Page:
An ear infection happens when a cold or sore throat causes swelling in the middle ear, which traps fluid behind the eardrum. Germs from the nose and throat spread easily into this area and the fluid provides a perfect environment for them to grow and multiply. The medical name for an ear infection is acute otitis media, sometimes shortened to AOM, and children are more prone to them than adults.
Symptoms of an ear infection usually start within 2 to 7 days after the start of a cold or other upper respiratory tract infection and include intense ear pain. Signs to look for include:
- Tugging and pulling at ears and crying
- Fever (temperature higher than 100.4ºF or 38ºC)
- Fussiness and trouble sleeping
- Poor appetite, vomiting, or diarrhea
- Fluid drainage from the ear that is thick and yellow or bloody (this may indicate the eardrum has burst. The hole will repair itself within a few weeks).
If you suspect that your child has an ear infection, call their healthcare provider. They will ask you about your child’s recent health, and may ask you to come in so they can conduct an exam using an otoscope, an instrument which helps them see inside the ears. The exam is not painful, but children may not want their ears examined. You can help with the process run more smoothly by holding your child and hugging their arms and body while their provider completes the exam.
The treatment a healthcare provider prescribes will depend on your toddler’s age, medical history, and symptoms. Antibiotics may be prescribed for children under the age of 2, especially if there is an infection in both ears. If you are given antibiotics for your child it is important to take them exactly as prescribed. Their provider may also recommend child-appropriate doses of acetaminophen or ibuprofen for pain. It’s important to follow the directions from your provider, or on the box. Products containing aspirin should never be given to children or infants.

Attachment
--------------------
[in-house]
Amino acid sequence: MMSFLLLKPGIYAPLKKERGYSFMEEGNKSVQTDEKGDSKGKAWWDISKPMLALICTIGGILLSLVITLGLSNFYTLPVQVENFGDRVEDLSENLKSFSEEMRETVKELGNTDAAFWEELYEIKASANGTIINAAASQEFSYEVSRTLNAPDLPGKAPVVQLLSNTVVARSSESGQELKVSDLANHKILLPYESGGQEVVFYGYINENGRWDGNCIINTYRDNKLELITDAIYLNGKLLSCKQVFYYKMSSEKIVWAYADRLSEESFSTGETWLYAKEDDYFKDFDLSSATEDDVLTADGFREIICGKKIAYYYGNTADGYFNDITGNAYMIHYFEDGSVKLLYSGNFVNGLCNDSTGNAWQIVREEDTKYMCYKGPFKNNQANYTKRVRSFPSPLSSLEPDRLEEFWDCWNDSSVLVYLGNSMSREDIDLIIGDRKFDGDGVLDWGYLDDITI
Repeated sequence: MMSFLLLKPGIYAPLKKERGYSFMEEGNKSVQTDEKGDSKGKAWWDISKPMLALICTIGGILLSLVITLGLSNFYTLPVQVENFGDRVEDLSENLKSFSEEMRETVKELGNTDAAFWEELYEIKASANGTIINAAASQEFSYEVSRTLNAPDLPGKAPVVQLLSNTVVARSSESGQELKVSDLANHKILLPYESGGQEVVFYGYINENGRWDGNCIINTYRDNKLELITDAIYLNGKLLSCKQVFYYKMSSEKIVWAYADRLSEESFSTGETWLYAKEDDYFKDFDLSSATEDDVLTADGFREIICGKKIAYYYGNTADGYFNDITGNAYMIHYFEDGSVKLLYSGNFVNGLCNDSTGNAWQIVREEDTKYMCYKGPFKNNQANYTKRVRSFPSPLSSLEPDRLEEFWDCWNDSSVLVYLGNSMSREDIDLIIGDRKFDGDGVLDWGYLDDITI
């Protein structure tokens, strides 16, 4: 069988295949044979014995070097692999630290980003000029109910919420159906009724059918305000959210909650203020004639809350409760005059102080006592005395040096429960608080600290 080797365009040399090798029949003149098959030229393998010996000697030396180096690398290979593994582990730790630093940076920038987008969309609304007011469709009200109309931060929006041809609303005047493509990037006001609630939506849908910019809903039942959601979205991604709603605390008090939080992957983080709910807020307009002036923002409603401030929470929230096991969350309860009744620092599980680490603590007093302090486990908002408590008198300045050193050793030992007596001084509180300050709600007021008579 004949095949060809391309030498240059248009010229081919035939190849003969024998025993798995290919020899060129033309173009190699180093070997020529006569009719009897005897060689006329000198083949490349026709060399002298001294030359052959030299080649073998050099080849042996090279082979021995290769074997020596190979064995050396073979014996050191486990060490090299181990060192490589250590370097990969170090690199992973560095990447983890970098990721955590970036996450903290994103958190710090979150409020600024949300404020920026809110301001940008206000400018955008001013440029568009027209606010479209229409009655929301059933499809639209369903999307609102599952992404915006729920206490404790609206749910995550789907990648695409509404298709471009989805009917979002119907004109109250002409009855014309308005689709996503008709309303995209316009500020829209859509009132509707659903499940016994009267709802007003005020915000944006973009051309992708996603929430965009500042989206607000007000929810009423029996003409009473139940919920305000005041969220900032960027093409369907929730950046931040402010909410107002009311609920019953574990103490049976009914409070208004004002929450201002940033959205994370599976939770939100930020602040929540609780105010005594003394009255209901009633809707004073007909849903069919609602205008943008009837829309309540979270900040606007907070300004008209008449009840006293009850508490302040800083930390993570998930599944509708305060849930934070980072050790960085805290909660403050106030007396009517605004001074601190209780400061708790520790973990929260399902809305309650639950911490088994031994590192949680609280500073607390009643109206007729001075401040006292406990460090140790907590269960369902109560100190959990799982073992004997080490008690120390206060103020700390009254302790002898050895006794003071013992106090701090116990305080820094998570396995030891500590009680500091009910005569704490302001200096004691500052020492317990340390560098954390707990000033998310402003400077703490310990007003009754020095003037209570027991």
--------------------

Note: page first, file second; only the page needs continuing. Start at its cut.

Follow-up and long term effects
Your child’s symptoms should start to improve within 24 to 48 hours (with or without antibiotics). Fever and discomfort may continue even after starting antibiotics, but they should start to feel a bit better each day. If your toddler doesn’t improve after 48 hours or gets worse, call their healthcare provider for guidance.
Ear infections in very young children can cause hearing problems and issues with learning to speak. Children who are younger than 2 years will need a follow-up ear exam two to three months after being treated for an ear infection to ensure that fluid build up in the ear (which can be painless and go unnoticed) has resolved.
Ear infections are practically a rite of passage for tiny ears, but there are some ways to reduce the risks for your child:
- Make sure they get all recommended vaccines, including the annual flu vaccine.
- Wash your hands and their hands often to prevent the spread of colds which can lead to ear infections.
- Secondhand smoke, even just on a parent or caregiver’s clothing, can raise risks of AOM.
- Conversely, breastfeeding has been shown to lower ear infection frequency.
- Studies have shown that using a pacifier past 6 months old increases risks for ear infections.
Ear infections aren’t any fun for anyone involved, but luckily, they only last a few days. Hopefully with this guide you’ll be prepared to make your child as comfortable as possible while protecting them from any lasting complications and limiting the chances of future encounters!
- “Ear Infections In Children.” (Feb 13, 2017). National Institute on Deafness and Other Communication Disorders (NIDCD). Retrieved from https://www.nidcd.nih.gov/health/ear-infections-children#1
- Klein, J., Pelton, S. (March 16, 2016). Patient education: Ear infections (otitis media) in children (Beyond the Basics). UpToDate Database. Retrieved March 28, 2017 from https://www.uptodate.com/contents/ear-infections-otitis-media-in-children-beyond-the-basics?source=see_link#H16